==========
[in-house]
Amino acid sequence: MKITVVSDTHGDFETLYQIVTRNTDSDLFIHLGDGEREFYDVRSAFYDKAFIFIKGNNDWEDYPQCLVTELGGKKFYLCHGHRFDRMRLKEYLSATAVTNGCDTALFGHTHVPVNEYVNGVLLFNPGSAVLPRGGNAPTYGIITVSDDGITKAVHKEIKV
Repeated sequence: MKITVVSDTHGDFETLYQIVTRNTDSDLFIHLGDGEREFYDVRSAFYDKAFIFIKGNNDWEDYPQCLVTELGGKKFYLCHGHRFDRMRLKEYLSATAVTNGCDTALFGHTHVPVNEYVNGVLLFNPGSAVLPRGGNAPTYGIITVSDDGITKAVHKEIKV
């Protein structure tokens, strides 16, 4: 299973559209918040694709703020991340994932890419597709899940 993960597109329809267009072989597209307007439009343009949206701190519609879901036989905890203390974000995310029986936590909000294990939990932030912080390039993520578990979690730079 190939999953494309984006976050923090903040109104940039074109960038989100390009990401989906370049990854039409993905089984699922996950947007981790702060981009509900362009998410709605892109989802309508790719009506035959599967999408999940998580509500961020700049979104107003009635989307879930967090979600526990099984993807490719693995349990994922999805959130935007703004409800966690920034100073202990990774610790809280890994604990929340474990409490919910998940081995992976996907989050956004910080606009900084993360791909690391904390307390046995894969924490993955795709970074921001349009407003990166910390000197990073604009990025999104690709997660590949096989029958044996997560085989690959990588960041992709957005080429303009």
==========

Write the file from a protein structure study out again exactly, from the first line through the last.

[in-house]
Amino acid sequence: MKITVVSDTHGDFETLYQIVTRNTDSDLFIHLGDGEREFYDVRSAFYDKAFIFIKGNNDWEDYPQCLVTELGGKKFYLCHGHRFDRMRLKEYLSATAVTNGCDTALFGHTHVPVNEYVNGVLLFNPGSAVLPRGGNAPTYGIITVSDDGITKAVHKEIKV
Repeated sequence: MKITVVSDTHGDFETLYQIVTRNTDSDLFIHLGDGEREFYDVRSAFYDKAFIFIKGNNDWEDYPQCLVTELGGKKFYLCHGHRFDRMRLKEYLSATAVTNGCDTALFGHTHVPVNEYVNGVLLFNPGSAVLPRGGNAPTYGIITVSDDGITKAVHKEIKV
């Protein structure tokens, strides 16, 4: 299973559209918040694709703020991340994932890419597709899940 993960597109329809267009072989597209307007439009343009949206701190519609879901036989905890203390974000995310029986936590909000294990939990932030912080390039993520578990979690730079 190939999953494309984006976050923090903040109104940039074109960038989100390009990401989906370049990854039409993905089984699922996950947007981790702060981009509900362009998410709605892109989802309508790719009506035959599967999408999940998580509500961020700049979104107003009635989307879930967090979600526990099984993807490719693995349990994922999805959130935007703004409800966690920034100073202990990774610790809280890994604990929340474990409490919910998940081995992976996907989050956004910080606009900084993360791909690391904390307390046995894969924490993955795709970074921001349009407003990166910390000197990073604009990025999104690709997660590949096989029958044996997560085989690959990588960041992709957005080429303009």